derGoldstein writes: "Gas Powered Games' (GPG) Wildman is having a very difficult time getting underway. The Kickstarter project for funding the game was initialized on January 14, and since then GPG has had to lay off 40 people. But this story has a lot of emotional depth, which is best seen in this revealing interview with Chris Taylor, the founder of GPG, on Matt Chat. The interview is about an hour long, but for anyone even remotely interested in game development, funding, and business models, it's well worth it."
derGoldstein writes: The third Humble Indie Bundle is now available. It's a pay-what-you-want for 5 games: Crayon Physics Deluxe, Cogs, VVVVVV, Hammerfight, And Yet It Moves. You choose how much you spend, as well as how the money is distributed between: The Developers, the EFF, Child's Play, and Humble Bundle Inc.. Here's the summary in video form.
derGoldstein writes: Not content with dominating the western world, Zynga has found a way into China. From AllThingsD: "Without access to Facebook in China, Zynga’s ability to launch social games there has been fairly limited. But tonight it is announcing that it has partnered with Tencent, a massively large Internet company in China, to roll out a beta version of CityVille, which will launch under the name Zynga City.... To date, [Zynga] has launched games in Hong Kong and Taiwan, but not mainland China, where Facebook is blocked."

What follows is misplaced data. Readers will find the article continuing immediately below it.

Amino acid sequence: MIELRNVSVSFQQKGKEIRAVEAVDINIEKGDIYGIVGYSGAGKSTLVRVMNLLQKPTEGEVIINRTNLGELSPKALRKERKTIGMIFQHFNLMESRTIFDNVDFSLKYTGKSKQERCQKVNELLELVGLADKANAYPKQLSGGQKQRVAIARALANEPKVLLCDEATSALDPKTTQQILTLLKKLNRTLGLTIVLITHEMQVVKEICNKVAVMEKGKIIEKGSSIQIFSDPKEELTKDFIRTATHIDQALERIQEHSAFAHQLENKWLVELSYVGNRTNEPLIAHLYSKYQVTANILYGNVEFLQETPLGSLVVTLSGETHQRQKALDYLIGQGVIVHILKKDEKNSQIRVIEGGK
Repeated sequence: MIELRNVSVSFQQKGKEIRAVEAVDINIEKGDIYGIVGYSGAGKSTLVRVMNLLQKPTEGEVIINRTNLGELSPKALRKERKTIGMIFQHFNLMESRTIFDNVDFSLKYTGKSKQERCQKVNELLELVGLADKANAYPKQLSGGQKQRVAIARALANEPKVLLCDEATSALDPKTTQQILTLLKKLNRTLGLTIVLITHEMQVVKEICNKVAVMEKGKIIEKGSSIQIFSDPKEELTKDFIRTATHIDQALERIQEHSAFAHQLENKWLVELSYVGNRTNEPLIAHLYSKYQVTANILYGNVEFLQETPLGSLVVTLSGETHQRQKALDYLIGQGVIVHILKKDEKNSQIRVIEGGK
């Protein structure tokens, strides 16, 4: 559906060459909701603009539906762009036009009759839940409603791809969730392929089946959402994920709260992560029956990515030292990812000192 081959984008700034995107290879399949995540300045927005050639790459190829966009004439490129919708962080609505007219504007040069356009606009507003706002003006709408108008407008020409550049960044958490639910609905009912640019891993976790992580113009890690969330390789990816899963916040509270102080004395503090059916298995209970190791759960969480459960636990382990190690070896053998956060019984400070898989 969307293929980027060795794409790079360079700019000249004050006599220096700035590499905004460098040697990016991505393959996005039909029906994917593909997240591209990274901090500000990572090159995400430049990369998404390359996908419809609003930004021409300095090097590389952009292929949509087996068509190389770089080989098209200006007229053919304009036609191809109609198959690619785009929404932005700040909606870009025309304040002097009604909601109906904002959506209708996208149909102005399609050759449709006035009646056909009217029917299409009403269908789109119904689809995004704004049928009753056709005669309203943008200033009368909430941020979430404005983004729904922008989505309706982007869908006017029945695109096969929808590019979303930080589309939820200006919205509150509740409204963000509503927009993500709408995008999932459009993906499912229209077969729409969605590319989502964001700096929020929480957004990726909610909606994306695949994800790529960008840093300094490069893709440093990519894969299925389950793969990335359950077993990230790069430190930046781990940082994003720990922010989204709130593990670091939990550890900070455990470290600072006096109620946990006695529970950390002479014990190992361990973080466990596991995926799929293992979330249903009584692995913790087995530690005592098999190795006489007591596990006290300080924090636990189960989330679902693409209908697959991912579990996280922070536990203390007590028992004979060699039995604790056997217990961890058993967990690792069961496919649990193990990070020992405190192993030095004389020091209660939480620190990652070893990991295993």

derGoldstein writes: AllThingsD points to a study about mobile gamers' spending habits: "a new study conducted by Flurry, an analytics provider for mobile games on Apple and Android devices, provides a fairly compelling argument as to why a developer should continue to give away his or her games for free... After evaluating the spending habits of 3.5 million consumers across both iOS and Android, Flurry found that among those who pay for in-app transactions, greater than five percent will spend more than $50, which rivals the amount paid at retail for top console and PC games. "
derGoldstein writes: Two weeks ago Robert Boyd started offering his two RPGs "Breath of Death VII" and "Cthulhu Saves the World" on Steam, for $2.99 (for both games combined). It fared far better than it had on the Xbox Live Indie channel: "In less than a week, our Steam revenue has actually exceeded over a year and a half of XBLIG revenue for us". Hopefully this will prompt more developers to port "smaller" games over to Steam, especially since many of them can run on low-spec machines, like netbooks.